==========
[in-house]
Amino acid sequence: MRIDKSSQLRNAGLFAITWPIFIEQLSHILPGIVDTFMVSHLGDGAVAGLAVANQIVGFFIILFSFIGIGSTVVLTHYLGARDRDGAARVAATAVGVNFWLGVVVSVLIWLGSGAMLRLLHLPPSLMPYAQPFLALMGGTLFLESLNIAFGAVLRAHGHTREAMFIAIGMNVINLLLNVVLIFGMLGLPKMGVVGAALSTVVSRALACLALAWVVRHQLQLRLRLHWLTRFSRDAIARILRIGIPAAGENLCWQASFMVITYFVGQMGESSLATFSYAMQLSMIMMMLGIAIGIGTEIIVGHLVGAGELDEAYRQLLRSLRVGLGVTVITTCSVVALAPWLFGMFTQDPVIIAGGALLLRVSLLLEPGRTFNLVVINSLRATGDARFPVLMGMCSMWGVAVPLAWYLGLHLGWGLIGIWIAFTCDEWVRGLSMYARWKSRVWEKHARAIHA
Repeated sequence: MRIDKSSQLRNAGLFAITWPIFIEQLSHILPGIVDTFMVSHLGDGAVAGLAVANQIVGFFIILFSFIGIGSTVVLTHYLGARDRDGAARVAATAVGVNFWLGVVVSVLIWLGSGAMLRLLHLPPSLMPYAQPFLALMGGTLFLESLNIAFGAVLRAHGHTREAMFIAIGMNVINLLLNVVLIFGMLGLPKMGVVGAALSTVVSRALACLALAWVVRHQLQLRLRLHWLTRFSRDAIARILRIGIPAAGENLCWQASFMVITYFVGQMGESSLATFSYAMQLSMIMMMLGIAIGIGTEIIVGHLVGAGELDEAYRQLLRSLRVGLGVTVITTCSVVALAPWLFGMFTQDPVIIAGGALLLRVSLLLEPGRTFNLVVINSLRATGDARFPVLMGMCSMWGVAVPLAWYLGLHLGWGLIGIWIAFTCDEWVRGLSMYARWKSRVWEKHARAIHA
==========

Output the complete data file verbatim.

[in-house]
Amino acid sequence: MRIDKSSQLRNAGLFAITWPIFIEQLSHILPGIVDTFMVSHLGDGAVAGLAVANQIVGFFIILFSFIGIGSTVVLTHYLGARDRDGAARVAATAVGVNFWLGVVVSVLIWLGSGAMLRLLHLPPSLMPYAQPFLALMGGTLFLESLNIAFGAVLRAHGHTREAMFIAIGMNVINLLLNVVLIFGMLGLPKMGVVGAALSTVVSRALACLALAWVVRHQLQLRLRLHWLTRFSRDAIARILRIGIPAAGENLCWQASFMVITYFVGQMGESSLATFSYAMQLSMIMMMLGIAIGIGTEIIVGHLVGAGELDEAYRQLLRSLRVGLGVTVITTCSVVALAPWLFGMFTQDPVIIAGGALLLRVSLLLEPGRTFNLVVINSLRATGDARFPVLMGMCSMWGVAVPLAWYLGLHLGWGLIGIWIAFTCDEWVRGLSMYARWKSRVWEKHARAIHA
Repeated sequence: MRIDKSSQLRNAGLFAITWPIFIEQLSHILPGIVDTFMVSHLGDGAVAGLAVANQIVGFFIILFSFIGIGSTVVLTHYLGARDRDGAARVAATAVGVNFWLGVVVSVLIWLGSGAMLRLLHLPPSLMPYAQPFLALMGGTLFLESLNIAFGAVLRAHGHTREAMFIAIGMNVINLLLNVVLIFGMLGLPKMGVVGAALSTVVSRALACLALAWVVRHQLQLRLRLHWLTRFSRDAIARILRIGIPAAGENLCWQASFMVITYFVGQMGESSLATFSYAMQLSMIMMMLGIAIGIGTEIIVGHLVGAGELDEAYRQLLRSLRVGLGVTVITTCSVVALAPWLFGMFTQDPVIIAGGALLLRVSLLLEPGRTFNLVVINSLRATGDARFPVLMGMCSMWGVAVPLAWYLGLHLGWGLIGIWIAFTCDEWVRGLSMYARWKSRVWEKHARAIHA